Apple Inc. (NASDAQ:AAPL) has been at the center of several lawsuits related to patent infringements in the recent past. However, according to a report published by the New York Times, on Apple Inc. (NASDAQ:AAPL)’s role in patent wars, the idevice maker has been at the core of major lawsuits where it has won some, and lost some, dating back to 2006. The report revealed some of the events that describe Apple’s stand on patent related issues, as we know it today. Some think that companies sue their competitors in pursuit of damages for patent infringements, but Apple Inc. (NASDAQ:AAPL) knows better that, there is more to it than just damages.
It all began in 2006, when Mr. Phillips developed voice recognition software to be used in computers and smartphones, most notably, Apple Inc. (NASDAQ:AAPL)’s SIRI. The tech wizard through his company, Vlingo, developed the software only to come across strong headwinds in the form of Nuance, a renown giant in voice recognition devices, at that time. Eventually, Phillips was forced to sell his company to Nuance, following continued threats from the latter’s CEO, Paul Ricci, on patent infringements.
“Mr. Phillips and Vlingo are among the thousands of executives and companies caught in a software patent system that federal judges, economists, policy makers, and technology executives say is so flawed, that it often stymies innovation,” writes Charles Duhigg and Steve Lohr, in the New York Times.
Indeed, according to the report, companies seem to be focusing so much more on patent issues than product development. The same report suggests that Apple Inc. (NASDAQ:AAPL) and Google Inc (NASDAQ:GOOG) spend more money on patent related issues, as compared to, research and development. Additionally, the report notes that, in the last couple of years, companies have spent at least $20 billion in patent infringement lawsuits.
A good example is Apple’s latest victory against Samsung Electronics Co. Ltd, where it received $1 billion worth of damages. Subsequently, the iPhone maker did not stop there, and went on to press for more charges against its main competitor in the industry. The big question is whether Apple Inc. (NASDAQ:AAPL) was doing this in pursuit of more damages, or there was something bigger behind the lawsuit.
My guess is, Apple Inc. (NASDAQ:AAPL) would be happier to see Samsung cease operations in the U.S., than just receive damages. Samsung was served with; an injunction to discontinue selling the patent infringing devices in the U.S., most notably, the Galaxy S2, but the American based smartphone manufacturer wanted more devices banned. The article in the NYT, is titled, the “Patent Used as a Sword”, and I won’t delve on it much, because you can find a link to it at the end of this article.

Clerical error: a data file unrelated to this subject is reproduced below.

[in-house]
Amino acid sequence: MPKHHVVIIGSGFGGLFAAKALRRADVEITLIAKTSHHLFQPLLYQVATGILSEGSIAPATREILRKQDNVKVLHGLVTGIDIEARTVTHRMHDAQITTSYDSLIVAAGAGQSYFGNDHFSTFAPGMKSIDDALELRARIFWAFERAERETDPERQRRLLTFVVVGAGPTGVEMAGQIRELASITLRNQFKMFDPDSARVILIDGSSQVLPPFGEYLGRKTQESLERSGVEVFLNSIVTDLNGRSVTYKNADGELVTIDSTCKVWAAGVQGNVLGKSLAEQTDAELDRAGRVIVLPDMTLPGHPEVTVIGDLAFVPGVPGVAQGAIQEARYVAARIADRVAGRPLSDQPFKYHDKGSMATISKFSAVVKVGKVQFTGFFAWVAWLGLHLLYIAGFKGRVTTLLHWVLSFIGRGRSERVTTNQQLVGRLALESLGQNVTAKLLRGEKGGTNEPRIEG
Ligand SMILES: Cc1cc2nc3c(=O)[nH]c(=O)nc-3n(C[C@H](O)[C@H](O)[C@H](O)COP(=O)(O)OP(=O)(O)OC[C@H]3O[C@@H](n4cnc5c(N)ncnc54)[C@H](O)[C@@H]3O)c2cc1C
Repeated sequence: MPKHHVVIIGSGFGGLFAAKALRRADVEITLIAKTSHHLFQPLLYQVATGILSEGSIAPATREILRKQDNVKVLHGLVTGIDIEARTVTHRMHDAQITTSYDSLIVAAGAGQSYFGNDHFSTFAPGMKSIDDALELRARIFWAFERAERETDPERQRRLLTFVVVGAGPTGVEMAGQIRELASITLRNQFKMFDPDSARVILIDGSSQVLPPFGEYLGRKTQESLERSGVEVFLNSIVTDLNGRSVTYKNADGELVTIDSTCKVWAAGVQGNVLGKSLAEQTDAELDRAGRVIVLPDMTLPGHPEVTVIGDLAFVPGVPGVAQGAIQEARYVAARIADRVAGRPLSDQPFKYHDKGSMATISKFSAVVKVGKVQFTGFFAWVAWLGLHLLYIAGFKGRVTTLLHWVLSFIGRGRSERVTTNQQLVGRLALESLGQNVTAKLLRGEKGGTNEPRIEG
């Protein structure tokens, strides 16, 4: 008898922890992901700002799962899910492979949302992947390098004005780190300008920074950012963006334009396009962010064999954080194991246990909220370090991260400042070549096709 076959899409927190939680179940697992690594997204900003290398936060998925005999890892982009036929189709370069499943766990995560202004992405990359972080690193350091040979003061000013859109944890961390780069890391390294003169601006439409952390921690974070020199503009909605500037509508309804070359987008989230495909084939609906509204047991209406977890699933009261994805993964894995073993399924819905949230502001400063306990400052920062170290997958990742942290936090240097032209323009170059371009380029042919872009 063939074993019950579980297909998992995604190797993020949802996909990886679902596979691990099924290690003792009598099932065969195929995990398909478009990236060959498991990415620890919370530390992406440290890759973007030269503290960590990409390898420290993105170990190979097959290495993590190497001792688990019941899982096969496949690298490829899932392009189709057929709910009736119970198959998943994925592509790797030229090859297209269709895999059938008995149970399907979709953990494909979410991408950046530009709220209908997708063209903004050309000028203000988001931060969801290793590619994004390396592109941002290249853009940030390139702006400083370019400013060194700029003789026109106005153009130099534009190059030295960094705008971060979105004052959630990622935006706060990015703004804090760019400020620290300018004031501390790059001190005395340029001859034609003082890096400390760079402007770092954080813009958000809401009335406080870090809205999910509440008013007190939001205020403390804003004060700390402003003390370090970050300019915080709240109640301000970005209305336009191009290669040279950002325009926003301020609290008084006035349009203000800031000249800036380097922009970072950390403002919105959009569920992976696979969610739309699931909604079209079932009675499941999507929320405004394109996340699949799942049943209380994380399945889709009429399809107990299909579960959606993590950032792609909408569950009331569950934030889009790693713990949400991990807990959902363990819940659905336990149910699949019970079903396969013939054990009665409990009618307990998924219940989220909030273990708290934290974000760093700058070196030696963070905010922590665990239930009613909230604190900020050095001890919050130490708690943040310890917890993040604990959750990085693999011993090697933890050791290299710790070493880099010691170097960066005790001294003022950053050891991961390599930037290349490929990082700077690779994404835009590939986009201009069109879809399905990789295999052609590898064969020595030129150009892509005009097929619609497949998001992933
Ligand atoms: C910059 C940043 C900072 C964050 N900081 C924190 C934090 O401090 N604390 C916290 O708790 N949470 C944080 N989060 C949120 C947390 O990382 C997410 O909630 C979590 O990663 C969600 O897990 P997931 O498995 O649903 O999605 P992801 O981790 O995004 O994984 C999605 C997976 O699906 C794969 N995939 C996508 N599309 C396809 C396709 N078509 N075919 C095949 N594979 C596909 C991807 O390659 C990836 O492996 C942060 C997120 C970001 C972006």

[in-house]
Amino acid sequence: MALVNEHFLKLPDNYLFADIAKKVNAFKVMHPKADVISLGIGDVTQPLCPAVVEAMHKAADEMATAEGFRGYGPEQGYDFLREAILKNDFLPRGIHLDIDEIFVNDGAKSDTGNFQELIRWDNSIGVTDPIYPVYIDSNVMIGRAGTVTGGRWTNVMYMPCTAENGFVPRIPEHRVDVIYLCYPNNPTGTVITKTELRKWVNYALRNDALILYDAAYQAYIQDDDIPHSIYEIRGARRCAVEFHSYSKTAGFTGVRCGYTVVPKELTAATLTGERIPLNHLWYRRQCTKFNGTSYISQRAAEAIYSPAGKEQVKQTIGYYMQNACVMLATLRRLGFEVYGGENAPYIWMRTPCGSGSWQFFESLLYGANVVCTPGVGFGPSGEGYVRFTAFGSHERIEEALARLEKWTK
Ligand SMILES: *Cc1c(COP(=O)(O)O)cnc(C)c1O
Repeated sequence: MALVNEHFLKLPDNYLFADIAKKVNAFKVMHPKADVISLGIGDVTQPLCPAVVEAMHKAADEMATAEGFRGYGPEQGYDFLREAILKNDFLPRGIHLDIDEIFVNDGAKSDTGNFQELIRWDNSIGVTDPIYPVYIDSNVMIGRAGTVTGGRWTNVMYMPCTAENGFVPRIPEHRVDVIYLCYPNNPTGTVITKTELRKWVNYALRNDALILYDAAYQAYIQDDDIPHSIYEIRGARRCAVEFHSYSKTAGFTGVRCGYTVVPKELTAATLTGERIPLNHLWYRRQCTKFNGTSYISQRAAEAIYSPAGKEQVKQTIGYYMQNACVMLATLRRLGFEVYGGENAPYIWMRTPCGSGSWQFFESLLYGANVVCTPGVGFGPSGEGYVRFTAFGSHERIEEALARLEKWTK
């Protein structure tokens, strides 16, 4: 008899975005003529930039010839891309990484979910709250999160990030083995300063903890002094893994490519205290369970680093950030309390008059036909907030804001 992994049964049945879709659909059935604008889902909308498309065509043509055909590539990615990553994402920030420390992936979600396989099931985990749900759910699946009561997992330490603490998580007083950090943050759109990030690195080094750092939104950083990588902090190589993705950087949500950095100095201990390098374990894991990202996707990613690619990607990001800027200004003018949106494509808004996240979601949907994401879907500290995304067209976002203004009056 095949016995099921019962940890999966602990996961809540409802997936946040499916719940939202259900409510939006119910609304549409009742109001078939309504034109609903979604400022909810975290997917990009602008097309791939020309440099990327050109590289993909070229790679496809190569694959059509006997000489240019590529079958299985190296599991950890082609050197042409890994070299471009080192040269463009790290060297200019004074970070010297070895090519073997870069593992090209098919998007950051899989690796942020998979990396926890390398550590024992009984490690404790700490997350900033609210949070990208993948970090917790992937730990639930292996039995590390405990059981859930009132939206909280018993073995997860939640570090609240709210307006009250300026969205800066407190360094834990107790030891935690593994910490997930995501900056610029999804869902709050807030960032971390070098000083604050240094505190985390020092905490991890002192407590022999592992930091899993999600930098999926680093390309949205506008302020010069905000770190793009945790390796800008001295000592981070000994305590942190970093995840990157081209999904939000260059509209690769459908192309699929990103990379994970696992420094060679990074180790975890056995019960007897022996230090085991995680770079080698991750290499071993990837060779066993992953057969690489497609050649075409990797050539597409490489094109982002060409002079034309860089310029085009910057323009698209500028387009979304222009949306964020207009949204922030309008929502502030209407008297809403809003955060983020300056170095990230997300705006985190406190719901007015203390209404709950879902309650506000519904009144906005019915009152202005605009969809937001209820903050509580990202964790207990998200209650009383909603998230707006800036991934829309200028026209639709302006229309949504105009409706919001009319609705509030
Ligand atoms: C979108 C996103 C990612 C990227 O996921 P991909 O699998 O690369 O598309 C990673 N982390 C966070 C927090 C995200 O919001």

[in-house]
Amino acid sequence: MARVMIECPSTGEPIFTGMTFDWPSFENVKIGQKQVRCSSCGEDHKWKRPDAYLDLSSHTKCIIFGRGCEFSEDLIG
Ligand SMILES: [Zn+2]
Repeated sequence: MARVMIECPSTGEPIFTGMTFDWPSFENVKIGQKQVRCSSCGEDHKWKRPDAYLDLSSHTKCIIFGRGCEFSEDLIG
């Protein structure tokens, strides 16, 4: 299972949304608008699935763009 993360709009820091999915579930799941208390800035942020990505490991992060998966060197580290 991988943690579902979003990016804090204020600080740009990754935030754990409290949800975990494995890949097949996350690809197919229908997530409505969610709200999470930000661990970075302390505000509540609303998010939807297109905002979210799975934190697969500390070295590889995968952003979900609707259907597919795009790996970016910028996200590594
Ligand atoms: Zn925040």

Apple Inc. (NASDAQ:AAPL) knows very well that eliminating Samsung from the furor will be its biggest achievement against its major competitor. This is probably why the company has been launching lawsuit after lawsuit, against its Korean competitor. Apple has taken the issue of patents so seriously, that it even held corporate meeting during Jobs’ time, to discuss how to patent the iPhone.
This well exhibited in Mac Rumors, as quoted below:
Privately, Mr. Jobs gathered his senior managers. While Apple had long been adept at filing patents, when it came to the new iPhone, “we are going to patent it all,” he declared, according to a former executive who, like other former employees, requested anonymity because of confidentiality agreements.
“His attitude was, that if someone at Apple can dream it up, then we should apply for a patent, because even if we never build it, it’s a defensive tool,” said Nancy R. Heinen, Apple’s general counsel, until 2006.
Therefore, it is quite clear that Apple Inc. (NASDAQ:AAPL) went on to patent products and ideas that they never intended to develop, in order to use it as a defensive tool. I see it as a weapon against competitors, as we have been noticing of late. At some point, the late Steve Jobs, was quoted to have said that Google Inc (NASDAQ:GOOG)’s Android O.S. is stolen property, which makes me wonder whether this was one of those patented products that Apple never went on to develop.
Heinen’s comments exhibit a scenario witnessed back in 2006, between Phillips and Ricci, with the latter ultimately, forcing the former to sell his company to him. However, from a different point of view, the issue of patents can be seen as a powerful Porter force, in the form of barriers to entry. This explains why, it has been so difficult for a third ecosystem to emerge in the smartphones industry. Indeed, the likes of Nokia Corporation (NYSE:NOK), and Research In Motion Limited (NASDAQ:RIMM) (TSE:RIM) are only surviving by virtue of the patents they hold.
Yahoo! Inc. (NASDAQ:YHOO), in a recent patent case with Microsoft, was forced to part with $500 million worth of patents, once again calling on what now appears to be becoming a very precious commodity in the technology industry. Therefore, Apple Inc. (NASDAQ:AAPL) knows that it is not just about the damages, but also about securing the future, and trying as much as possible to have few obstacles along the way.
Up and coming tech companies have been forced into acquisitions by the dominant giants, through use of patents, as is the case e of Vlingo and Nuance. Additionally, tech giants have acquired these companies to enhance their pool of patents, as noted in recent acquisitions. For instance, Facebook Inc (NASDAQ:FB) acquired Face.com; Apple Inc. (NASDAQ:AAPL) acquired AuthenTec, and there have been rumors that, Nokia’s patents could be worth a fortune, were it to close shop.
The New York Times report can be found here.